Shelby sits while his owners John Stevie and Sharon Willoya describe the wolf attack that almost killed the dog on March 10.
OLYMPIA – The key witness at a hearing on whether Eastern Washington needs new laws on wolves need to be changed didn't say a word Wednesday.
Shelby, a six-year-old mostly Siberian Husky mix, sat or lay quietly while county commissioners, cattlemen and wildlife officials warned about the growing danger from wolves in Eastern Washington. Then she followed her owner John Stevie to the witness table where he explained how the 60-pound dong knows about wolves first hand.
One attacked her on the porch of his home outside Twisp, 10 nights earlier. . .
… Stevie told the House Agriculture and Natural Resources Committee he let her out in the evening and awoke a few hours later to hear his bigger dog inside the house going crazy and Shelby whining on the porch. He looked outside to see a wolf he estimated weighed more than 100 pounds with Shelby's head in its mouth. The larger dog charged out, the wolf let go of Shelby, jumped off the porch and ran.
“She’s got holes all over her head,” Stevie said of Shelby, who made her appearance at the witness table with large parts of her head and neck shaved. “Another four seconds and she would've been dead.”
Among the bills the committee is considering would allow a person in some areas of Eastern Washington to shoot a wolf causing an “immediate threat” to people, livestock or pets without first obtaining a permit now required, which shows steps have been taken to reduce the likelihood of such attacks.
Sen. John Smith, R-Colville, the sponsor of the bills, agreed that preventive measures need to be tried, as a plan on wolf management suggests. But using dogs to discourage wolves is a preventive measure in the plan.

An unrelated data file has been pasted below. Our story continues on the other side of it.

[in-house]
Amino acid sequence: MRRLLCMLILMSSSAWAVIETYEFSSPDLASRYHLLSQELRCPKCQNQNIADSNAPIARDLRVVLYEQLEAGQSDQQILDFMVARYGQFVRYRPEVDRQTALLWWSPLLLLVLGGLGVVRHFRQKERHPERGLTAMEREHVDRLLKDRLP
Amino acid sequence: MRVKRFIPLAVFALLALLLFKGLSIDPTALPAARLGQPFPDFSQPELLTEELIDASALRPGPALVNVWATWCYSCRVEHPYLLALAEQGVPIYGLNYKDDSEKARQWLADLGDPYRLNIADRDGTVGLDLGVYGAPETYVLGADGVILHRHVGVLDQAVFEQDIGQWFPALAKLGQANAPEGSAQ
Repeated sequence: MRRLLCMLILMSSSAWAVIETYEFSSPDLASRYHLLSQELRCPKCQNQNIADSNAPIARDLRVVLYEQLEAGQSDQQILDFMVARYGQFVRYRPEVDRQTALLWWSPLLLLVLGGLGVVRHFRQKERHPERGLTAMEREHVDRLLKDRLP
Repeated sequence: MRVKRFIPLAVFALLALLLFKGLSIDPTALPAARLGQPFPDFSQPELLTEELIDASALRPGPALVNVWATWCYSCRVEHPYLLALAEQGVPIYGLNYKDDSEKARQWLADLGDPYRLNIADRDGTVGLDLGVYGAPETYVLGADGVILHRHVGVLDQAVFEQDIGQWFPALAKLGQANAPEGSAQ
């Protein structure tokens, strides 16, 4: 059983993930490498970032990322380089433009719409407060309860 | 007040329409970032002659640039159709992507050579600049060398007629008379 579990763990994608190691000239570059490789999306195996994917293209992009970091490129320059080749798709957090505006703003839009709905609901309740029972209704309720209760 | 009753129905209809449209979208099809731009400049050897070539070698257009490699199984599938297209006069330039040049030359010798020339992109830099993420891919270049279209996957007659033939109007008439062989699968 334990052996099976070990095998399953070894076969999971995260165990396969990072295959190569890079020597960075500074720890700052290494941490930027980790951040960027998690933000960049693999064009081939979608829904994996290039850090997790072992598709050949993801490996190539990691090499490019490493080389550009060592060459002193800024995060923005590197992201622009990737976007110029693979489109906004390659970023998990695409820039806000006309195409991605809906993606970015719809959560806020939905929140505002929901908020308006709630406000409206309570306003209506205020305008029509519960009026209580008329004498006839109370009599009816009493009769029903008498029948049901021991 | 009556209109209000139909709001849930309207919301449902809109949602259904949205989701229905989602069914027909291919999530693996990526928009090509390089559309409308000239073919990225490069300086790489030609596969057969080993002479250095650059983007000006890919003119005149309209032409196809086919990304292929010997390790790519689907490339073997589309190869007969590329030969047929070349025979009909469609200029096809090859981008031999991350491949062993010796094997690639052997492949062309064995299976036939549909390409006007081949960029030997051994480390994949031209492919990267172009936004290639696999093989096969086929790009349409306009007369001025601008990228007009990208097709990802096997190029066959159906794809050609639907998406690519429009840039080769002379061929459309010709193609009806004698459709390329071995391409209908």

The wolf population in Eastern Washington is growing much faster than the plan anticipates, he said. The law only covers the areas of the state east of U.S. Highway 97. West of that, wolves are still relatively rare and a permit would be needed.
Washington had five packs in 2012, Dave Ware of the state Department of Fish and Wildlife, said. Now it has 11 packs. It spent $750,000 on wolf management programs last year; at the current rate of growth of the wolf population, it might spend $2.3 million this year.
The department supports the law, Ware added, and doesn’t think it will affect wolf recovery in the state.
Jim DeTro, an Okanogan County commissioner, said Eastern Washington has a wolf problem and told legislators the should “separate your egos” from the issue: “It is time for you to stand up and pronounce that the reality check has bounced on the philosophical, progressive, liberal ideology of this situation.”
If the Legislature doesn’t act, commissioners in some Eastern Washington counties are prepared to declare a state of emergency over the increasing wolf population, DeTro said.
But Diane Gallegos of Wolf Haven International, a sanctuary for the animals in Tenino, said the law already provides enough non-lethal options to keep wolves at bay, such as using air horns or shooting over their heads. Dogs can be attacked by all sorts of predators, and pet owners need to keep them close, she said.
Stevie said his family has the two dogs at their 40-acre spread, in part to protect them from wolves and other predators. When his 12-year-old son goes outside, the dogs go with him.
“Wolves aren’t even afraid of you,” he said. “I will protect my son whether this bill goes through or not.”
The two bills the committee heard on wolf management passed the Senate earlier this month.